Is it possible to write about piracy without encouraging it?
Alright, people really, really don't like paying for software. Following Monday's announcement that Hackulous, the company behind the popular piracy-slash-trial (not that there's much of a difference there) Installous, would be shutting down operations, people have lost their damn minds.
The community's reaction wasn't great on Monday. In my original story on Installous' death, in which I compared the "I just want to try an app before I buy it" defense to stealing from an ice cream shop, I linked to a few of the many comments defending piracy, bemoaning Installous' demise, and transforming a conversation about app piracy into something to do with Obama and welfare and some other such nonsense. I figured this would be the end of the discussion, as the tech scene isn't particularly well known for its long attention span. It was not.
Arguing about piracy isn't new, and when something like Installous' death gets as much attention as it did, follow-up stories and me-too software is a given. Or, to repurpose a tired meme: "Bloggers gonna blog, and pirates gonna pirate." Yet as numerous blog posts about competing services spread the word about piracy-enabling tools, one has to wonder if it's possible to write about piracy without expanding its reach.
CNET kicked things off with a blog post from Christopher MacManus, linking to two Installous alternatives and offering the impression that, in CNET's words, "gave some readers the impression that the author, and by extension CNET, condones illegal activities such as piracy." The post has been updated to remove mention of the alternatives and make MacManus' position a bit clearer. Cough.
Things went a bit further yesterday with reports of a new service, developed by a 15-year-old, ostensibly meant to make it easier for iOS users to download and install Apps without jailbreaking ("unlocking") their devices. The developer says that it was never his intent to encourage piracy, and that the next version of the service – which is itself a paid service, fittingly enough – will "harshly discourage" the installation of pirated apps.
That a tool like this was developed isn't surprising. Neither is the developer saying that he didn't intend for his tool to be used for piracy – he, like many of the Installous fanbase, emphasized the "try before you buy" capabilities of the tool. But the fact that this tool, along with another (this one presumably developed by someone old enough to vote) got passed around from blog to blog, openly linked to and mentioned, is.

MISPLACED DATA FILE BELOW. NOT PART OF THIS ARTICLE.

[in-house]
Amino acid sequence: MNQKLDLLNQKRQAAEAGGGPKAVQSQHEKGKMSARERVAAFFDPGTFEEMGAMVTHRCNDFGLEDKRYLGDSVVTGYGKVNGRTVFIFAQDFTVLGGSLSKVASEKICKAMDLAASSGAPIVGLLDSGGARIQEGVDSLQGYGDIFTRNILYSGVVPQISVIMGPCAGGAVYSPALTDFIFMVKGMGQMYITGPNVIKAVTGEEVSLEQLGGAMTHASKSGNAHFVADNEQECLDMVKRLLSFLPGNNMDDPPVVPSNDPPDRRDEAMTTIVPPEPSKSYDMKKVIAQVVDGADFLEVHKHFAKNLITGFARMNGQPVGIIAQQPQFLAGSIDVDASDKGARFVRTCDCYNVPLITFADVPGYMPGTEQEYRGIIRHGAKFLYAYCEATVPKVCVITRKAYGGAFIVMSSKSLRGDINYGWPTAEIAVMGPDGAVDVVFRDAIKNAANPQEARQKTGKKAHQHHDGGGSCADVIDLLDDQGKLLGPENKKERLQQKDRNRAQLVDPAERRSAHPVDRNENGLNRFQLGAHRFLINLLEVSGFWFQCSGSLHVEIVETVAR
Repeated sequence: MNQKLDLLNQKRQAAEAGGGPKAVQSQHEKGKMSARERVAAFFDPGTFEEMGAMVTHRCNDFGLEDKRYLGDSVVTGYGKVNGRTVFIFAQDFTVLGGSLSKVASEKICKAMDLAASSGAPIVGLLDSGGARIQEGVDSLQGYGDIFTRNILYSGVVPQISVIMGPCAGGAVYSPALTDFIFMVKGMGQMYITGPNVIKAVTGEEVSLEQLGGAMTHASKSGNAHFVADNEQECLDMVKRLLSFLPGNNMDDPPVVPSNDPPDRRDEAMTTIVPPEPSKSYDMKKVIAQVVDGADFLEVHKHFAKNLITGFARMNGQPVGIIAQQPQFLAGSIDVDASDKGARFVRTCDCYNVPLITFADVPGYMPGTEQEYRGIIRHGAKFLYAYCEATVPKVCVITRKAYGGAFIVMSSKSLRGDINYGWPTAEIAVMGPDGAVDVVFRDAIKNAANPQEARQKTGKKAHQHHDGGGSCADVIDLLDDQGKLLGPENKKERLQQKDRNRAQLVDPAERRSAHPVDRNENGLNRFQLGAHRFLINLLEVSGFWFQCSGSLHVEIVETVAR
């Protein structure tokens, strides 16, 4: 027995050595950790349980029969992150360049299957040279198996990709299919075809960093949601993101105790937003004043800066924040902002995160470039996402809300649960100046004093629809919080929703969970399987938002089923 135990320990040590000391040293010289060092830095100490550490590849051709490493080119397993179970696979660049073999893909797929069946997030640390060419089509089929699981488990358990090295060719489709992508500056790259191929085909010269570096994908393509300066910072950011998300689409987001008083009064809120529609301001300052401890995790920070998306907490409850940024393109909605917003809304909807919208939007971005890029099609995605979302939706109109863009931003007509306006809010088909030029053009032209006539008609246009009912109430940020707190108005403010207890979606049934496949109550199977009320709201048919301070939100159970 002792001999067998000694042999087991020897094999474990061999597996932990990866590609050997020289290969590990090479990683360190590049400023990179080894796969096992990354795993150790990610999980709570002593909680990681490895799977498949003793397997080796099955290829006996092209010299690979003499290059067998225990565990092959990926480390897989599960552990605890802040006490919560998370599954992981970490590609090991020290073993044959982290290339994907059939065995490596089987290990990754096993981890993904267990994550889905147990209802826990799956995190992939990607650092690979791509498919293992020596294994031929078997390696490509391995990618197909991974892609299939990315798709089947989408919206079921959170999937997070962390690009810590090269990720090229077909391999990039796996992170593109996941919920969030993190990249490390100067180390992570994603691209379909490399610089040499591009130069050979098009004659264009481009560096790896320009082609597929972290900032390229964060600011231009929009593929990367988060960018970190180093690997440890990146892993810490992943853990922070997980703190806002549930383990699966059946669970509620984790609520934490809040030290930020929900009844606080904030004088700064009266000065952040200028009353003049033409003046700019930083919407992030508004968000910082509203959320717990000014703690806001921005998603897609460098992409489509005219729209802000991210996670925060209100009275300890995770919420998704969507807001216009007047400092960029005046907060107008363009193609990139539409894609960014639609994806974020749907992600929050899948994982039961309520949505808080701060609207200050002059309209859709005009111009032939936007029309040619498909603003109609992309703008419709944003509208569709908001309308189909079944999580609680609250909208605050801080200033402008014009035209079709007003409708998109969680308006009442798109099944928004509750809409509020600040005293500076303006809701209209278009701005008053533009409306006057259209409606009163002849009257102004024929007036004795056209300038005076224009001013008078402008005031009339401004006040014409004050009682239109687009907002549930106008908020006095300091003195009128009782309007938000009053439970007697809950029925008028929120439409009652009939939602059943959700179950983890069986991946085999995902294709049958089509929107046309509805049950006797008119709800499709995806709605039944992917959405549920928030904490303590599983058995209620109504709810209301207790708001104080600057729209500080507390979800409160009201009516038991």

Is it possible to write about piracy without encouraging, or at least informing, its act? I imagine that if we were talking about the original pirates, swashbuckling vagabonds battling both the sea and scurvy, the answer would be "yes." But on the Web, the infrastructure that makes this kind of theft possible? I'm not so sure. Offering the name of – or, worse, a link to – a piracy tool simply makes it that much easier for people who want to steal something.
It could be argued that this information is freely available anyway, or that people who want to steal something will find a way to do so without any outside help, or that informing readers trumps everything else. And, to an extent, that argument is sound – people are free to use the Web as they please, and a simple Google search would likely offer any information a would-be pirate might desire.
But is it right to make it any easier for readers? Is there a way to inform without enabling piracy? That's what I, and others, have attempted. You'll notice that I didn't name either of the piracy tools that have been making the rounds, and I sure as hell didn't link to them. I debated mentioning the developer's age, as even that might be enough for the truly dedicated to find what I'm talking about, but ultimately decided that it's a little detail that won't make much difference in the long run.
This entire issue is a can of writhing, wriggling worms suffering from gigantism. (Or, put another way, really messy.) An objective press has a responsibility to report on every notable event, and piracy is clearly a big part of the tech ecosystem. Of course, those same writers then have a responsibility to not bemoan the death of one of these tools and to make it clear that these tools aren't about "trying" anything. They're about thievery.
So, annoyingly, I don't have an answer to my original question. Writing about piracy is, frankly, many of these reporters' – and my – job, and we have yet to find a good way to do so without becoming part of the problem.